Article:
Hints about the lost Malaysian jetliner piled up Thursday, but there was precious little chance to track them down. Bad weather cut short the hunt for possible debris fields from the aircraft as satellite data revealed hundreds more objects that might be wreckage.
The Associated Press
PERTH, Australia — Hints about the lost Malaysian jetliner piled up Thursday, but there was precious little chance to track them down. Bad weather cut short the hunt for possible debris fields from the aircraft as satellite data revealed hundreds more objects that might be wreckage.
Not one piece of debris has been recovered from the plane that went down in the southern Indian Ocean on March 8. For relatives of the 239 people aboard Malaysia Airlines Flight 370, it was yet another agonizing day of waiting.
"Until something is picked up and analyzed to make sure it's from MH370 we can't believe it, but without anything found it's just clues," Steve Wang, whose 57-year-old mother was aboard the flight, said in Beijing. "Without that, it's useless."
Japan said it provided Malaysia with information from satellite images taken Wednesday showing about 10 objects that might be debris from the plane, with the largest measuring about 4 meters by 8 meters (13 feet by 26 feet). The objects were located about 2,500 kilometers (1,560 miles) southwest of Perth, Japan's Cabinet Intelligence and Research Office said.
A Thai satellite also spotted about 300 objects, ranging from 2 meters (6 feet) to 16 meters (53 feet) long, about 2,700 kilometers (1,675 miles) southwest of Perth, said Anond Snidvongs, director of Thailand's space technology development agency. He said the images, taken Monday by the Thaichote satellite, took two days to process and were relayed to Malaysian authorities on Wednesday.
The objects were about 200 kilometers (125 miles) southwest of the area where a French satellite on Sunday spotted 122 objects. It's unknown whether the satellites detected the same objects; currents in the ocean can run a meter per second (about 2.2 mph) and wind also could move material.
The announcements came after the Australian Maritime Safety Authority said it had to pull back all 11 planes scheduled to take part in the search Thursday because of heavy rain, winds and low clouds. Five ships continued the hunt.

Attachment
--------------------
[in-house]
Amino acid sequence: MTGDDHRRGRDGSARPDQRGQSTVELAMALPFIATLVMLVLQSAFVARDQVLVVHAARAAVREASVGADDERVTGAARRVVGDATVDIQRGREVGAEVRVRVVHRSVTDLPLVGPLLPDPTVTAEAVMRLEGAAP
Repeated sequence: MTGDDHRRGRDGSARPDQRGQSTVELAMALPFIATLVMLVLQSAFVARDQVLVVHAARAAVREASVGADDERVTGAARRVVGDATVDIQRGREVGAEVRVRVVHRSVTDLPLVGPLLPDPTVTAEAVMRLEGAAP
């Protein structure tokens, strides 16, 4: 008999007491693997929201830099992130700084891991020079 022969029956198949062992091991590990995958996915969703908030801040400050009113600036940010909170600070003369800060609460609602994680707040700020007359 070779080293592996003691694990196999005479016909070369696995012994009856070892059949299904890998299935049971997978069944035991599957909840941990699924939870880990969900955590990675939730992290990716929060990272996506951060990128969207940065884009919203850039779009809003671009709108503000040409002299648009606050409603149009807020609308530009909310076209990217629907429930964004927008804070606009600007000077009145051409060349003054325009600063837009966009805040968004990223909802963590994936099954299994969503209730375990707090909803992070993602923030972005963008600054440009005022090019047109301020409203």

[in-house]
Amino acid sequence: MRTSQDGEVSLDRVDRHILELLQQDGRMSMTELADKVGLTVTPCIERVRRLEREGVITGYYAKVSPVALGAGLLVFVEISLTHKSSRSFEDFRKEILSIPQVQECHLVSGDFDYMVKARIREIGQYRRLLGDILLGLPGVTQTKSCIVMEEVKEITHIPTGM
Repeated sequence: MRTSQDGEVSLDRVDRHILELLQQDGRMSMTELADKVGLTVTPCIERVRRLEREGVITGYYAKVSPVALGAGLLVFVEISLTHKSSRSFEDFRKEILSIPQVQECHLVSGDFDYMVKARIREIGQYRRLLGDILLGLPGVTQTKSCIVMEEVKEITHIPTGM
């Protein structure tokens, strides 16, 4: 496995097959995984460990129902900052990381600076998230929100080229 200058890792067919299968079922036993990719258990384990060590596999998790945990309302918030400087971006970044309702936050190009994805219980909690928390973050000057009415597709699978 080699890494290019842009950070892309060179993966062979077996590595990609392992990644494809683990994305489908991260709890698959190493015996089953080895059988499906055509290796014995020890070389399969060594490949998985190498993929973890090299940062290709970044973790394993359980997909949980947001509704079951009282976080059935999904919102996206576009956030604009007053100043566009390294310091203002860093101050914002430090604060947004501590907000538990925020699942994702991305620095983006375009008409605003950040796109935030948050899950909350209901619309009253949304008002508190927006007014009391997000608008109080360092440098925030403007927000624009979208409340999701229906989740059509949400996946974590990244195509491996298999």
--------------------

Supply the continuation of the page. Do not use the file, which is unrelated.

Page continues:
All but three of the planes — a U.S. Navy P-8 Poseidon, a Japanese P-3 Orion and a Japanese Gulfstream jet — reached the search zone, about 2,500 kilometers (1,550 miles) southwest of Perth, before the air search was suspended, AMSA spokesman Sam Cardwell said.
They were there "maybe two hours" and found nothing, Cardwell said. "They got a bit of time in, but it was not useful because there was no visibility."
In a message on its Twitter account, AMSA said the bad weather was expected to last 24 hours.
Planes have been flying out of Perth for a week, seeing a few small objects that might or might not be from the plane and nothing of the possible debris fields viewed by the Thai and French satellites. Even the few objects the planes saw seemed to vanish when aircraft went back for another look.
If and when any bit of wreckage from Flight 370 is recovered and identified, searchers will be able to narrow their hunt for the rest of the Boeing 777 and its black boxes, which could solve the mystery of why the jet flew so far off-course. The plane was supposed to fly from Kuala Lumpur, Malaysia, to Beijing but turned away from its route soon after takeoff and flew for several hours before crashing.
Malaysian officials said earlier this week that satellite data confirmed the plane crashed into the southern Indian Ocean. On Thursday, Malaysia Airlines ran a full-page condolence advertisement with a black background in a major Malaysian newspaper.
"Our sincerest condolences go out to the loved ones of the 239 passengers, friends and colleagues. Words alone cannot express our enormous sorrow and pain," read the advertisement in the New Straits Times.